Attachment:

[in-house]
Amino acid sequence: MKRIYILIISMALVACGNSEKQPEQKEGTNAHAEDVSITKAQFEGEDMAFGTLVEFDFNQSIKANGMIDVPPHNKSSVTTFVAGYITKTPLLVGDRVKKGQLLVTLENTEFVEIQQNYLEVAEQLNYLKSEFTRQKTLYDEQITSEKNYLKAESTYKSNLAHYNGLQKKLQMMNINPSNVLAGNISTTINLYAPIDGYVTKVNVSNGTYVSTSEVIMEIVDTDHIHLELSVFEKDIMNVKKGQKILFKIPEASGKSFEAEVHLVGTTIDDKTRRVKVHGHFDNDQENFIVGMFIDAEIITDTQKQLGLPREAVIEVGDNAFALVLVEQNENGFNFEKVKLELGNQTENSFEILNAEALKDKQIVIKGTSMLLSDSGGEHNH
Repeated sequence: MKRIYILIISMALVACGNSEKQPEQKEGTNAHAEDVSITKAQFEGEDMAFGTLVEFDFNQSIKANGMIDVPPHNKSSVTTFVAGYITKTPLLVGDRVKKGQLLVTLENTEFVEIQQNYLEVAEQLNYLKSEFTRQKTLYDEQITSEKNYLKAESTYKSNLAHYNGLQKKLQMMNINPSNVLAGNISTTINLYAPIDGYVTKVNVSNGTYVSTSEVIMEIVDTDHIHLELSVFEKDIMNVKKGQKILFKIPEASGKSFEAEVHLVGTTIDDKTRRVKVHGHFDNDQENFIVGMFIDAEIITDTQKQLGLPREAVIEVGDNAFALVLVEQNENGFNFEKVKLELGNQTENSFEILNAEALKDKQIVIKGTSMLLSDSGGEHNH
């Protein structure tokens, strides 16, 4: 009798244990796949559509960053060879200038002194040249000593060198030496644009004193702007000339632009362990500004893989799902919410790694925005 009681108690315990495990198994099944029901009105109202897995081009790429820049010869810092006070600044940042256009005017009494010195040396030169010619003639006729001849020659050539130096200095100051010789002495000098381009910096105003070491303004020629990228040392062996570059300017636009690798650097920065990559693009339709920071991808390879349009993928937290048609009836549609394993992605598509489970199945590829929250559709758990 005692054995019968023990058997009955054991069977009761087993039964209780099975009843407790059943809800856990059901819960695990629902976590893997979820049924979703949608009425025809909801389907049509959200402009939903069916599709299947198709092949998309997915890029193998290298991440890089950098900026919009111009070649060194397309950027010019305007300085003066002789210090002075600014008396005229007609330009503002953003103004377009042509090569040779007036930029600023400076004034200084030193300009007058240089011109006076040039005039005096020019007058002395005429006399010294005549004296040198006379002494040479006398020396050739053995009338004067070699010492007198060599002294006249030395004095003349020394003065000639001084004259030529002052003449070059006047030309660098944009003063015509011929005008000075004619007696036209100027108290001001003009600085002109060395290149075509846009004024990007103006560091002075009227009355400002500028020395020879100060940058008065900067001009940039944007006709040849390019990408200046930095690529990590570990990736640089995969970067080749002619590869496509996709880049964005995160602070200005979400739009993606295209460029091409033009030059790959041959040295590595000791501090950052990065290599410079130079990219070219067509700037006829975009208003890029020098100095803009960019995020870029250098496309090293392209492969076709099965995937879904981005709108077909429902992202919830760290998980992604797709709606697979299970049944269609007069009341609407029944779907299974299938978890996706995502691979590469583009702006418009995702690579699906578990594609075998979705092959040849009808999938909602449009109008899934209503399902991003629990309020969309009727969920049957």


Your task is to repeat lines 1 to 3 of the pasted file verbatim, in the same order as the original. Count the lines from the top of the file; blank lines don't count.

[in-house]
Amino acid sequence: MKRIYILIISMALVACGNSEKQPEQKEGTNAHAEDVSITKAQFEGEDMAFGTLVEFDFNQSIKANGMIDVPPHNKSSVTTFVAGYITKTPLLVGDRVKKGQLLVTLENTEFVEIQQNYLEVAEQLNYLKSEFTRQKTLYDEQITSEKNYLKAESTYKSNLAHYNGLQKKLQMMNINPSNVLAGNISTTINLYAPIDGYVTKVNVSNGTYVSTSEVIMEIVDTDHIHLELSVFEKDIMNVKKGQKILFKIPEASGKSFEAEVHLVGTTIDDKTRRVKVHGHFDNDQENFIVGMFIDAEIITDTQKQLGLPREAVIEVGDNAFALVLVEQNENGFNFEKVKLELGNQTENSFEILNAEALKDKQIVIKGTSMLLSDSGGEHNH
Repeated sequence: MKRIYILIISMALVACGNSEKQPEQKEGTNAHAEDVSITKAQFEGEDMAFGTLVEFDFNQSIKANGMIDVPPHNKSSVTTFVAGYITKTPLLVGDRVKKGQLLVTLENTEFVEIQQNYLEVAEQLNYLKSEFTRQKTLYDEQITSEKNYLKAESTYKSNLAHYNGLQKKLQMMNINPSNVLAGNISTTINLYAPIDGYVTKVNVSNGTYVSTSEVIMEIVDTDHIHLELSVFEKDIMNVKKGQKILFKIPEASGKSFEAEVHLVGTTIDDKTRRVKVHGHFDNDQENFIVGMFIDAEIITDTQKQLGLPREAVIEVGDNAFALVLVEQNENGFNFEKVKLELGNQTENSFEILNAEALKDKQIVIKGTSMLLSDSGGEHNH